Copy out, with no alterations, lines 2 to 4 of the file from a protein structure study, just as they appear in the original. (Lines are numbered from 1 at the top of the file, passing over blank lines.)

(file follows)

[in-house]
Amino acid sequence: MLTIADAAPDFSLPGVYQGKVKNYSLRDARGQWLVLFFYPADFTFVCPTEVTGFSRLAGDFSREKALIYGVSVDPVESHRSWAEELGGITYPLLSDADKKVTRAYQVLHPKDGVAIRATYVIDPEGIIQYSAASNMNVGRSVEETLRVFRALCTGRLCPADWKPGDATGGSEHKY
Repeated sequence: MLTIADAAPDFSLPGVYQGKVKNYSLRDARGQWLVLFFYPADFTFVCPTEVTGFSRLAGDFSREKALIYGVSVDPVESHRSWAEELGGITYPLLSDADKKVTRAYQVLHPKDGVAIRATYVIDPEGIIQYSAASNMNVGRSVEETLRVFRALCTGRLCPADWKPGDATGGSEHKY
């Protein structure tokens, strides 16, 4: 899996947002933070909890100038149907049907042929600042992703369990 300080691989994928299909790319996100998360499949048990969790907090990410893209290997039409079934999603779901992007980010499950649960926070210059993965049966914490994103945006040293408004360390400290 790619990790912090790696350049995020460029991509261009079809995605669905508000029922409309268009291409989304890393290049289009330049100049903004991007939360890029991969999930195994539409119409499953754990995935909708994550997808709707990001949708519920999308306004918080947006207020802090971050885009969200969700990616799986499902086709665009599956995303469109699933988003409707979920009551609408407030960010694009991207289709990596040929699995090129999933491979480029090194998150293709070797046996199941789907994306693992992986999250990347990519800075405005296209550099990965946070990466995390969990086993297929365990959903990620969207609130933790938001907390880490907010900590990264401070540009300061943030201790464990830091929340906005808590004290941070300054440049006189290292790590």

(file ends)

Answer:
Amino acid sequence: MLTIADAAPDFSLPGVYQGKVKNYSLRDARGQWLVLFFYPADFTFVCPTEVTGFSRLAGDFSREKALIYGVSVDPVESHRSWAEELGGITYPLLSDADKKVTRAYQVLHPKDGVAIRATYVIDPEGIIQYSAASNMNVGRSVEETLRVFRALCTGRLCPADWKPGDATGGSEHKY
Repeated sequence: MLTIADAAPDFSLPGVYQGKVKNYSLRDARGQWLVLFFYPADFTFVCPTEVTGFSRLAGDFSREKALIYGVSVDPVESHRSWAEELGGITYPLLSDADKKVTRAYQVLHPKDGVAIRATYVIDPEGIIQYSAASNMNVGRSVEETLRVFRALCTGRLCPADWKPGDATGGSEHKY
């Protein structure tokens, strides 16, 4: 899996947002933070909890100038149907049907042929600042992703369990 300080691989994928299909790319996100998360499949048990969790907090990410893209290997039409079934999603779901992007980010499950649960926070210059993965049966914490994103945006040293408004360390400290 790619990790912090790696350049995020460029991509261009079809995605669905508000029922409309268009291409989304890393290049289009330049100049903004991007939360890029991969999930195994539409119409499953754990995935909708994550997808709707990001949708519920999308306004918080947006207020802090971050885009969200969700990616799986499902086709665009599956995303469109699933988003409707979920009551609408407030960010694009991207289709990596040929699995090129999933491979480029090194998150293709070797046996199941789907994306693992992986999250990347990519800075405005296209550099990965946070990466995390969990086993297929365990959903990620969207609130933790938001907390880490907010900590990264401070540009300061943030201790464990830091929340906005808590004290941070300054440049006189290292790590």